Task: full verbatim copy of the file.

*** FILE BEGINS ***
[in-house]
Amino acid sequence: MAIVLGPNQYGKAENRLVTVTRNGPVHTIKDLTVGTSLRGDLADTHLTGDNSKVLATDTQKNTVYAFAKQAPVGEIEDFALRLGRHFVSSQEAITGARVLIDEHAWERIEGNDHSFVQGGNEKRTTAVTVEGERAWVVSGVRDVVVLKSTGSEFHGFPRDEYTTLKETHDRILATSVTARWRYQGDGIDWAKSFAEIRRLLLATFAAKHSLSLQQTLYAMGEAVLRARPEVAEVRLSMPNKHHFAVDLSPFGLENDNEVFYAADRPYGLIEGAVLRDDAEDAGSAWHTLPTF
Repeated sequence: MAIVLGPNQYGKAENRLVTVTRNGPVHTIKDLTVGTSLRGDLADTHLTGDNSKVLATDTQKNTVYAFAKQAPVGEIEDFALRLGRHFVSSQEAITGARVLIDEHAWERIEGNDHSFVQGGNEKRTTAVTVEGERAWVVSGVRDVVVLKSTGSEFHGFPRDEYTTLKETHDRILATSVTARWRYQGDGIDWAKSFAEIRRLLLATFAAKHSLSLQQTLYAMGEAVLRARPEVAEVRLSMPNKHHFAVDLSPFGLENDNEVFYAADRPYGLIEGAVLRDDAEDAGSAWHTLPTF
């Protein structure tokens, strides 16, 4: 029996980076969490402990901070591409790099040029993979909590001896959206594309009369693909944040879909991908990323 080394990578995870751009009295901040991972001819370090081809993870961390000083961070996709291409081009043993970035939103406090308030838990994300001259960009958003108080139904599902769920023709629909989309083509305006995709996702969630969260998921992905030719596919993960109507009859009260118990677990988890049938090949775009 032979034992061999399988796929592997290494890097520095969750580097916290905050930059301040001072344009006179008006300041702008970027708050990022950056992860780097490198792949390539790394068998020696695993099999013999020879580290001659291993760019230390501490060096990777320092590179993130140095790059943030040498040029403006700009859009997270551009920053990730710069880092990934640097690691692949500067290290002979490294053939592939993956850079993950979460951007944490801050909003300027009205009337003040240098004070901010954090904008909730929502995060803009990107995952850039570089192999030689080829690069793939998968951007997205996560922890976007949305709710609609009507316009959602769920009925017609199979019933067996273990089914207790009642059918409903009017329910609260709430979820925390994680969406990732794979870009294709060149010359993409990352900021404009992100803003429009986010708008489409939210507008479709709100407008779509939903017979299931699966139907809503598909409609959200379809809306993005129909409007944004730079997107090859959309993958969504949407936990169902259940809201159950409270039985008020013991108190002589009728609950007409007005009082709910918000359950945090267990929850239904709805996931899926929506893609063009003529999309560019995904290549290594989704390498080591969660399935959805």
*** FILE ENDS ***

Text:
[in-house]
Amino acid sequence: MAIVLGPNQYGKAENRLVTVTRNGPVHTIKDLTVGTSLRGDLADTHLTGDNSKVLATDTQKNTVYAFAKQAPVGEIEDFALRLGRHFVSSQEAITGARVLIDEHAWERIEGNDHSFVQGGNEKRTTAVTVEGERAWVVSGVRDVVVLKSTGSEFHGFPRDEYTTLKETHDRILATSVTARWRYQGDGIDWAKSFAEIRRLLLATFAAKHSLSLQQTLYAMGEAVLRARPEVAEVRLSMPNKHHFAVDLSPFGLENDNEVFYAADRPYGLIEGAVLRDDAEDAGSAWHTLPTF
Repeated sequence: MAIVLGPNQYGKAENRLVTVTRNGPVHTIKDLTVGTSLRGDLADTHLTGDNSKVLATDTQKNTVYAFAKQAPVGEIEDFALRLGRHFVSSQEAITGARVLIDEHAWERIEGNDHSFVQGGNEKRTTAVTVEGERAWVVSGVRDVVVLKSTGSEFHGFPRDEYTTLKETHDRILATSVTARWRYQGDGIDWAKSFAEIRRLLLATFAAKHSLSLQQTLYAMGEAVLRARPEVAEVRLSMPNKHHFAVDLSPFGLENDNEVFYAADRPYGLIEGAVLRDDAEDAGSAWHTLPTF
């Protein structure tokens, strides 16, 4: 029996980076969490402990901070591409790099040029993979909590001896959206594309009369693909944040879909991908990323 080394990578995870751009009295901040991972001819370090081809993870961390000083961070996709291409081009043993970035939103406090308030838990994300001259960009958003108080139904599902769920023709629909989309083509305006995709996702969630969260998921992905030719596919993960109507009859009260118990677990988890049938090949775009 032979034992061999399988796929592997290494890097520095969750580097916290905050930059301040001072344009006179008006300041702008970027708050990022950056992860780097490198792949390539790394068998020696695993099999013999020879580290001659291993760019230390501490060096990777320092590179993130140095790059943030040498040029403006700009859009997270551009920053990730710069880092990934640097690691692949500067290290002979490294053939592939993956850079993950979460951007944490801050909003300027009205009337003040240098004070901010954090904008909730929502995060803009990107995952850039570089192999030689080829690069793939998968951007997205996560922890976007949305709710609609009507316009959602769920009925017609199979019933067996273990089914207790009642059918409903009017329910609260709430979820925390994680969406990732794979870009294709060149010359993409990352900021404009992100803003429009986010708008489409939210507008479709709100407008779509939903017979299931699966139907809503598909409609959200379809809306993005129909409007944004730079997107090859959309993958969504949407936990169902259940809201159950409270039985008020013991108190002589009728609950007409007005009082709910918000359950945090267990929850239904709805996931899926929506893609063009003529999309560019995904290549290594989704390498080591969660399935959805």